Unknown Subject

Dalibor.Stys at placebio.lu.se Dalibor.Stys at placebio.lu.se
Thu Jul 13 00:43:31 EST 1995


Dear friends, 
I have got this letter and I did not sign it. I would like read it ind to read 
and consider my comments to it before you decide to sign it.


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 1  SHIMIZU Seishi     Physics,University of Tokyo,Japan
 2  Yuichi Nishihara   Physics,University of Tokyo,Japan
 3  Hirohisa TANIGUCHI Physics,University of Tokyo,Japan
 4  Takashi Tomoeda    Physics,University of Tokyo,Japan
 5  Tomoki KOBAYASHI   Physics,University of Tokyo,Japan
 6  Munehito ARAI      Physics,University of Tokyo,Japan
 7  Akira Okazaki      Physics,University of Tokyo,Japan
 8  Atsushi Matsumura  Physics, Tohoku University, Japan
 9  Kouta Yamamoto     Chemistry,Tohoku University,Japan
 10 Yasushi UJIOKA     Degremont S.A., France
 11 Toru Hara          Universite de Paris Sud, France
 12 Rene Bakker        CEA - Sacley, France
 13 David Garzella     Universite de Paris Sud, France
 14 Henk Blok          Vrije Universiteit/NIKHEF, Amsterdam
 15 Igor Passchier     NIKHEF, Amsterdam
 16 Ard van Sighem     NIKHEF, Amsterdam
 17 Johan Noordhoek    KOL Leiden
 18 C.M.C.M. van Woerkens Kamerlingh Onnes Laboratory, Leiden
 19 Annemarie Borst,   Vrije Universiteit Amsterdam
 20 Gijs Nelemans      Universiteit Utrecht
 21 Susanne Buiter     Universiteit Utrecht
 22 Yvo Kok            Paleomagnetic Lab., Utrecht
 23 Thom Pick          Paleomagnetic Lab., Utrecht University
 24 Dagmar Olbertz     Universiteit Utrecht
 25 Eleonore Stutzmann Institut de Physique du Globe de Paris,
France
 26 Nicole Girardin    Institut de Physique du Globe de Paris,
France
 27 Francois Girardin  Ecole Nat. Sup. des
Telecommunications,France
 28 J.-P. Chaboureau   Lab. Meteorologie Dynamique,France
 29 F. CHERUY          Lab. Meteorologie Dynamique, France
 30 Herve Grenier      Universite Louvain-la-Neuve, Begium
 31 Olivier Lai        Observatoire de Paris (Meudon), France
 32 Christophe Dumas   Institute For Astronomy (USA) + Obs de
Paris (France)
 33 Alan Harris        Jet Propulsion Laboratory (USA)
 34 David Rabinowitz   Carnegie Institution of Washington (USA)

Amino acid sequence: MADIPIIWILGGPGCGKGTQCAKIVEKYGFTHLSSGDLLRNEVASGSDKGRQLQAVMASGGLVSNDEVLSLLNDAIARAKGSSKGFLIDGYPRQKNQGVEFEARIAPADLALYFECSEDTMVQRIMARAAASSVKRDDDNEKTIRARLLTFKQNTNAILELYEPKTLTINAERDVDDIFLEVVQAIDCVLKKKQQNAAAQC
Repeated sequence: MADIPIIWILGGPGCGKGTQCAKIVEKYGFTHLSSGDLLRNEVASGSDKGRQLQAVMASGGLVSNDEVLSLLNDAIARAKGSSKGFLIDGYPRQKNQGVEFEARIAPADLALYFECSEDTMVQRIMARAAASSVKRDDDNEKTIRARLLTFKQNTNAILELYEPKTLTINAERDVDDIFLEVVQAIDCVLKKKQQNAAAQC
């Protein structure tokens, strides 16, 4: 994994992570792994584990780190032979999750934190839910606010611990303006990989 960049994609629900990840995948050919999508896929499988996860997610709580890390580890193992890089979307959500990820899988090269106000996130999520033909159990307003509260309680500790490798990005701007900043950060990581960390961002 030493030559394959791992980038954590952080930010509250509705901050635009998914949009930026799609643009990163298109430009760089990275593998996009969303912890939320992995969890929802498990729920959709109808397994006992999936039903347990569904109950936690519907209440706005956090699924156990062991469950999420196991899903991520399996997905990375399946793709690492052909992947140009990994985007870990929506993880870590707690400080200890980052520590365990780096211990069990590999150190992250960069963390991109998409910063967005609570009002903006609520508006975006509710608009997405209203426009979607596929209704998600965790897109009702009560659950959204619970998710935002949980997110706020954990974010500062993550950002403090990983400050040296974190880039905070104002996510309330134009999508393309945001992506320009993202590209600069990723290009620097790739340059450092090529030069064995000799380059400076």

35 Conel Alexander   Carnegie Institution of Washington (USA)
 36 Sara Russell       Smithsonian Institution (USA)
 37 David W Peate     University of Heidelberg, Germany
 38 Nick Skelton	Genentech, Inc. (USA)
 39 Mikael Akke		Columbia University, USA
 40 Goran Carlstrom	University of Lund, Sweden
  **********

  Dear Mesdames and Sirs,

   This is a chain letter to urge the french
   government to stop nuclear tests.
   If you agree with us, please add your name to the list above,
   and send copies to your freinds.
   We will add up the lists that had come back to us, and send it
   to the French Government.

   If you happen to be the hundredth,two hundredth, three hundredth,
   and so on, on the list, please send a copy of the mail back to the
   addresses below, so that  we can keep track of this project. If you have
   any comment please send mails to us. And also,
   if you are multi-lingual and have friends who may not understand
   English, please translate this message and add it to the end of  the mail.
   Thank you very much.

  ******* addresses of the organizers
  shimizu at femto.phys.s.u-tokyo.ac.jp
  keshi at uticeaix1.icepp.s.u-tokyo.ac.jp <- please use this adress
  *******

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COMMENTS OF DALIBOR STYS, PLANT CELL BIOLOGY, LUND UNIVERSITY,SWEDEN

In my opinion, this letter is based on assumption that there is no point in 
performing tests of modern nuclear weapons if not globally, than at least in the 
case of France. There are many reasons why this assumption is not correct. 

1) There is number of nations in the world who are allowed to have nuclear 
weapons and in the same time allowed to kill their own citizens. Namely: China, 
Pakistan, India, Russia and perhaps Iran, Iraq, North Korea, .... 

2) There is little hope that democracy will spread rapidly into countries listed 
in previous paragraph. Majority of these countries is poor and people there have 
little or no access to information about foreign countries. On top of it, 
democratic countries are very slow in helping democratic nations or movements. 
Few recent examples from Europe: Czechoslovakia 1938, Hungary 1954, 
Czechoslovakia 1968, Poland 1979, not speaking about Bosnia these days. Do you 
really think that somebody would be willing to help democratic uprising in 
China? 

3) There is no guarantee that a rich democratic country will never turn into a 
dictatorship. Examples after World War II - Czechoslovakia and Argentina. Thus 
if only USA were left with advanced nuclear weaponry it would be a piece of cake 
for a dictator to start negoatiation with the other dictators about division of 
the planet. 

The argument about the democratic traditions is not quite valid. The democratic 
tradition is a poorly defined term. The anglo-saxonic countries like to count 
from the 12th century, France likes to count from late 18th but there was couple 
of bloody dictators in these countries since that. With exception of 
Switzerland, the rest of Europe is in even worse situation. 

Having the previous arguments in mind, I decided that I strongly support 
existence of several independent lines of development of advanced nuclear 
weaponry in democratic countries. Perhaps, I am not so proud on mankind and not 
so confident in its bright future. I think, however, that it might be usefull to 
open the textbook of modern history time by time.

With best wishes

Dalibor Stys

  




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